American consumers generally understand the cash flow principle. Money comes in with the weekly paycheck. It flows out as bills are paid. Simple enough, right? For the entrepreneur though, cash flow takes on a whole new meaning in a business setting. It is critical that entrepreneurs understand all the nuances of cash flow before launching a new enterprise.
We have all heard stories suggesting that the majority of small businesses fail within the first year. It is not true. No one quite knows where that mistaken statistic came from, but the U.S. Chamber of Commerce sets the record straight:
- 80% of small businesses survive the first year
- 70% survived the second year
- 50% are still in business after five years.
That being said, the reasons small businesses fail within the first two years are numerous and varied. But the number one reason is lack of cash flow management skills. This lack of skill is a direct result of a lack of knowledge.
It is Not So Simple in Business
A 2019 U.S. Bank survey among small business owners revealed that 82% of all business failures are the result of cash flow problems. That makes cash flow management the number one problem. A close second is starting a new business venture with too little money. Approximately 79% of all failed businesses start out in this position.
The point of all of this is to say that cash flow management is not so simple in business. At home, you are able to count on a fairly steady income. You know what you are going to get paid each week; you know what your monthly bills are. Managing cash flow isn’t that difficult unless you have trouble controlling your spending habits.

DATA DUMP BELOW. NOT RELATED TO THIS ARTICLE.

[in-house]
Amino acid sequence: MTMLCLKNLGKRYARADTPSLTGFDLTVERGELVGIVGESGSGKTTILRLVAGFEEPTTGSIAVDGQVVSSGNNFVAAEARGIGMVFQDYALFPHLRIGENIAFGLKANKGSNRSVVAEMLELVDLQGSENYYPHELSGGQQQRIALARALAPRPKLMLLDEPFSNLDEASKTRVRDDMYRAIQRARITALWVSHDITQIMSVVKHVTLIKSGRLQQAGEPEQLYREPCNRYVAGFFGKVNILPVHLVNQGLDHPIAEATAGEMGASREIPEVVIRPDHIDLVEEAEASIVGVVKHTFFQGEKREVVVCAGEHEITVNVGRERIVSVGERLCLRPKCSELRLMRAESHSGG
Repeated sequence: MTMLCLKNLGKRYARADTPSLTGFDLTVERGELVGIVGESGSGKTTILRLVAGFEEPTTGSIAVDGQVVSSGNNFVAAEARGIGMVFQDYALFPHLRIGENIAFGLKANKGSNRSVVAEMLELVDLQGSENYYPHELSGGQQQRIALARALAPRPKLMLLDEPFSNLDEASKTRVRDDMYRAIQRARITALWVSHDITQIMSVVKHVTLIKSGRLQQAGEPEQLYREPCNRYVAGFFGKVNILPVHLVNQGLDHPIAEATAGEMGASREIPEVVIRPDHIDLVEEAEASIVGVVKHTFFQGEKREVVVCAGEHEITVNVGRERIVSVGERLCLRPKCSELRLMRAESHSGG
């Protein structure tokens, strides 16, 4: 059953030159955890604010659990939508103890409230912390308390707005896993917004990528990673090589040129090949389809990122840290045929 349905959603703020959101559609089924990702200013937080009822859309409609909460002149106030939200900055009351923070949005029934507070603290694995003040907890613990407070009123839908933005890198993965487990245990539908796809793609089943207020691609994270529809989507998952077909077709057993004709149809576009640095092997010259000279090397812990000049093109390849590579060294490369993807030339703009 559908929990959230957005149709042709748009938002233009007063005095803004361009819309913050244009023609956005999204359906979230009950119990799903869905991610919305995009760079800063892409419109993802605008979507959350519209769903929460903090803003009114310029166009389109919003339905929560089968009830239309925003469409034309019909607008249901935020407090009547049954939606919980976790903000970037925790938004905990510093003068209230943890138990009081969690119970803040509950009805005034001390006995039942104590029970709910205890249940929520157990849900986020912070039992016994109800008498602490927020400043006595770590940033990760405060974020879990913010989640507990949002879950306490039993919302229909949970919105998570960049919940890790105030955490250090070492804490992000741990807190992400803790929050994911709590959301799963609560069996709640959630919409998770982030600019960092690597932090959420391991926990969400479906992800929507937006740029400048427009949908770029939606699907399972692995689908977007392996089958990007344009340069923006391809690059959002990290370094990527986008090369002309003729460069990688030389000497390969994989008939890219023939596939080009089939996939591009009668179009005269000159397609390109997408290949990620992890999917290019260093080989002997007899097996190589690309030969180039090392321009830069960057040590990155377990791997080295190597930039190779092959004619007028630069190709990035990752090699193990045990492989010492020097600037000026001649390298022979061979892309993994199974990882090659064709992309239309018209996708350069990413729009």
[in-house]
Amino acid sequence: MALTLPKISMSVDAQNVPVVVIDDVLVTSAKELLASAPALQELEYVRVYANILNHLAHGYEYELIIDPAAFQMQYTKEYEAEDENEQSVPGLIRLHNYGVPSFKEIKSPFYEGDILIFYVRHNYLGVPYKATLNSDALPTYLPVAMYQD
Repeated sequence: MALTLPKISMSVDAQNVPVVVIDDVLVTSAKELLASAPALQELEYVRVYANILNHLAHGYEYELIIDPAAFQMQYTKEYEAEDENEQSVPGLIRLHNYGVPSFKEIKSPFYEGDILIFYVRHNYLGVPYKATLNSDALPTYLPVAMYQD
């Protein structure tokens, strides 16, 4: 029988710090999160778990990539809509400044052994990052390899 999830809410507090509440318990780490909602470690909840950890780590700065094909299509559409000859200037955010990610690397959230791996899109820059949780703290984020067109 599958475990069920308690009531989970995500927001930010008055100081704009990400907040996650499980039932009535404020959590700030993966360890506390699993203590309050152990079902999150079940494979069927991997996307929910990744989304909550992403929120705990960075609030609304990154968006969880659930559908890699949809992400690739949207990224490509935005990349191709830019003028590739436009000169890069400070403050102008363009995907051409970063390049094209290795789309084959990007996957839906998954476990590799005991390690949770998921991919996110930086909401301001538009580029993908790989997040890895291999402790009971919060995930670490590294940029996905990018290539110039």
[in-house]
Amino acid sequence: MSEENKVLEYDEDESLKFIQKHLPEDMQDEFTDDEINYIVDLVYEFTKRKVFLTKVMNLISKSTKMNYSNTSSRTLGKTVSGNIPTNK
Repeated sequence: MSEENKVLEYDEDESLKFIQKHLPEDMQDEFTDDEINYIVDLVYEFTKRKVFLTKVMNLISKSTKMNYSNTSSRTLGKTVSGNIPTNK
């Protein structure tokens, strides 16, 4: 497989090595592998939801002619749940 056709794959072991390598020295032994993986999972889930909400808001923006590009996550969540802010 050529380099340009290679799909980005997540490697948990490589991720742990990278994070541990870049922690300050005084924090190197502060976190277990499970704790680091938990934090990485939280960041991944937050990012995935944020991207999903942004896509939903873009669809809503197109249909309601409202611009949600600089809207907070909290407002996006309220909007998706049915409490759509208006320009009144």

In business, there are never any guarantees. Revenues often vary from one month to the next. So do expenses. Then there is the added challenge that comes with customers not paying their bills on time.
Invoices Are a Valuable Tool
Effective cash flow management in a business setting requires a thorough understanding of how money flows in and out of the business. But understanding alone will not do the trick. Business owners need tools to help them manage cash effectively. Business invoices are one such tool.
As you know, factoring invoices is one of the easiest and most effective ways to manage short-term cash flow needs. Invoices are sold to a factoring company in exchange for immediate cash. The factoring company charges a fee for its services. It can be a flat fee or a percentage of the invoices in question.
What makes invoice factoring so useful? A couple of things. First and foremost, invoice factoring is not the same thing as a bank loan. It doesn’t come with prohibitive interest rates and a long repayment term.
Second, factoring invoices is a way to raise cash on-demand. A small business owner whose cash flow remains steady can go on as normal. But when a dry spell hits, they can turn some of their invoices into cash to keep things running.
Education Is the Key
So many businesses failing due to a lack of cash flow knowledge and management skills should suggest the obvious: business owners need to be educated. Indeed, education is the key to making sure a business maintains enough cash on hand to cover daily operating expenses.
Cash flow management is critical in the business environment because revenue streams vary. When a business owner has a good handle on cash flow, things tend to work out well. Otherwise, the business owner could be in for a bumpy ride.